School's (nearly) out and that means an exodus for the summer holidays, with the Canada Border Services Agency (CBSA) offering some reminders before crossing the border this Canada Day / Independence Day long weekend.
The CBSA says it does plan ahead for peak periods like long weekends and summer months in general - and so should travellers.
According to the agency, it monitors traveller volumes and works to minimize border wait times at ports of entry, including international airports, land crossings and marine ports of entry - but it has to do so without compromising safety and security.
Which means travellers should come prepared for wait times if necessary, and to be able to show compliance with border crossing rules.
The CBSA recommends:
Plan ahead and check the CBSA's border wait times web page. Travellers crossing the border by land are encouraged to cross during non-peak hours such as early morning. The Monday of holiday long weekends tend to be the busiest, with longer border wait times – pick another day to cross the border if possible.
To verify a port of entry’s hours of operation, check the official CBSA Directory of Offices and Services. And, if you are using a GPS application (such as Google Maps, Apple Maps, or Waze) to direct you to a port of entry, consider checking different navigation options (such as fastest and shortest routes) to determine the preferred route of travel.
Save time with Advance Declaration. Travellers arriving at the Toronto, Vancouver, Montreal, Winnipeg, Halifax, Québec City, Ottawa, Billy Bishop, Calgary and Edmonton international airports can make customs and immigration declaration to the CBSA prior to their arrival using Advance Declaration. Travellers who use this option have access to express lanes to get to an airport kiosk or eGate faster.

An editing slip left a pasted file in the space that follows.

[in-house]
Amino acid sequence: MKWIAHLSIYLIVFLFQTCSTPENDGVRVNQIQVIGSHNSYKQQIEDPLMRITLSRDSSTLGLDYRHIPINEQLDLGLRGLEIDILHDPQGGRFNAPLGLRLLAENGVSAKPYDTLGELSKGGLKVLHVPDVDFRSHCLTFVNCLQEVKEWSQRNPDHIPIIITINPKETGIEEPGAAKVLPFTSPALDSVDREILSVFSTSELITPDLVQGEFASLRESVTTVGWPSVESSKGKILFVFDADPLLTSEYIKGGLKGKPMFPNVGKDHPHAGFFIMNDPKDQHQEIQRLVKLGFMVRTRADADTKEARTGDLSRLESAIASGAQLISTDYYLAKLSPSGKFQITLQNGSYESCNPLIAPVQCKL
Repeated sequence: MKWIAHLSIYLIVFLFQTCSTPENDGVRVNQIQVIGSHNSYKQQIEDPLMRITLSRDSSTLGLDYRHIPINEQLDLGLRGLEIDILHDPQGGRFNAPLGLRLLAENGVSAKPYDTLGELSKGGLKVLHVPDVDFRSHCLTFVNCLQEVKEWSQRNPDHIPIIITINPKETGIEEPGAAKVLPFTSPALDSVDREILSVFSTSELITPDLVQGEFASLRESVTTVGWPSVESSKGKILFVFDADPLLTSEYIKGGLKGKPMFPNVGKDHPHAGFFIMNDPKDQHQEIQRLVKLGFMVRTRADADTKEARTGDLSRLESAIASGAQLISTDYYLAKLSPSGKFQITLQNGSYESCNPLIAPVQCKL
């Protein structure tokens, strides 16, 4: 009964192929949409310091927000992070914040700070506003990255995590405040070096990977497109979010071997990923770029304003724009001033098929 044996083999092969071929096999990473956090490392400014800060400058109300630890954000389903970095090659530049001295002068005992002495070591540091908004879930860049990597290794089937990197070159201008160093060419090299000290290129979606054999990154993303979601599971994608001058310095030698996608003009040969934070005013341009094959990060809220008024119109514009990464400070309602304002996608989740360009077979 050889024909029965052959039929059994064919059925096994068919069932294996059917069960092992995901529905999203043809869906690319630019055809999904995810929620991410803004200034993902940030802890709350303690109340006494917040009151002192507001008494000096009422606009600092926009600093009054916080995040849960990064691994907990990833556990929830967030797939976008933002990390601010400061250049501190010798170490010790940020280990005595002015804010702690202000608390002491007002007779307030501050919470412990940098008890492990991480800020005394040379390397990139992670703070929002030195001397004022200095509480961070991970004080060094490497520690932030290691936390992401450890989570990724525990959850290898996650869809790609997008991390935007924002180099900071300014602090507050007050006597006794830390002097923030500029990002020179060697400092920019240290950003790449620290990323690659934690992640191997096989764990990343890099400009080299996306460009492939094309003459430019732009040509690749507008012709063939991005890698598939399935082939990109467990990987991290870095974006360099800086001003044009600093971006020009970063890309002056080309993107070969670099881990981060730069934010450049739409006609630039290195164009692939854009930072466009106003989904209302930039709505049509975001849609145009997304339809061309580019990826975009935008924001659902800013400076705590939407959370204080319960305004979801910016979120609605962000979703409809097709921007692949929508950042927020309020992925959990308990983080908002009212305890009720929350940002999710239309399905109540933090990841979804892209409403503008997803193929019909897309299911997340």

Have travel documents handy. Whether travelling by land, air or water, travellers can help speed things up by coming prepared with travel documents.
When travelling with children, it is recommended that the accompanying adult have a consent letter authorizing them to travel with the child if they share custody or are not the parent or legal guardian. Border services officers are always watching for missing children, and in the absence of the letter, officers may ask additional questions.
Know personal exemption limits. Returning residents who make purchases or pick up online purchases outside of Canada should be aware of their personal exemption limits. Use the CBSA duty and taxes estimator to help calculate any money owed.
Cannabis: Don’t bring it in. Don’t take it out. Bringing cannabis across the border in any form, including oils containing tetrahydrocannabinol (THC) or cannabidiol (CBD), without a permit or exemption authorized by Health Canada is a serious criminal offence subject to arrest and prosecution, despite the legalization of cannabis in Canada. A medical prescription from a doctor does not count as Health Canada authorization.
Be prepared to declare. All travellers must declare their goods upon entry into Canada. For returning residents, have your receipts readily available for goods purchased or received while outside of Canada. Travellers are encouraged not to travel with firearms, but if they choose to do so, they should be sure to check the CBSA website for the rules on importing firearms and other restricted and prohibited goods.
That includes fireworks. The rules for importing or exporting fireworks clarify which are authorized.
Boaters planning to travel in or near Canadian waters, or enter Canada by boat should review Reporting requirements for private boaters before making travel plans. All travellers entering Canada by boat must report to the CBSA without delay.
Declare any foods, plants, or animals. Consult the Automated Import Reference System (AIRS) on the Canadian Food Inspection Agency website before bringing any food, plant, and animal products into Canada.
Including poultry products or by-products. Currently, conditions and restrictions may apply for some live birds, bird products and by-products imported from U.S. states affected by Highly Pathogenic Avian Influenza. Updates are ongoing, with the latest Information for travellers: Restrictions on poultry and birds from the United States available to check before bringing these products into Canada. Be prepared to prove the origin of any poultry product at the border.
When in doubt, ask a border services officer. The best thing you can do to save time is to be open and honest with the CBSA officer. If unsure about what to declare, the CBSA urges travellers to ask.
For more information, visit the CBSA Web site or call the agency at 1-800-461-9999.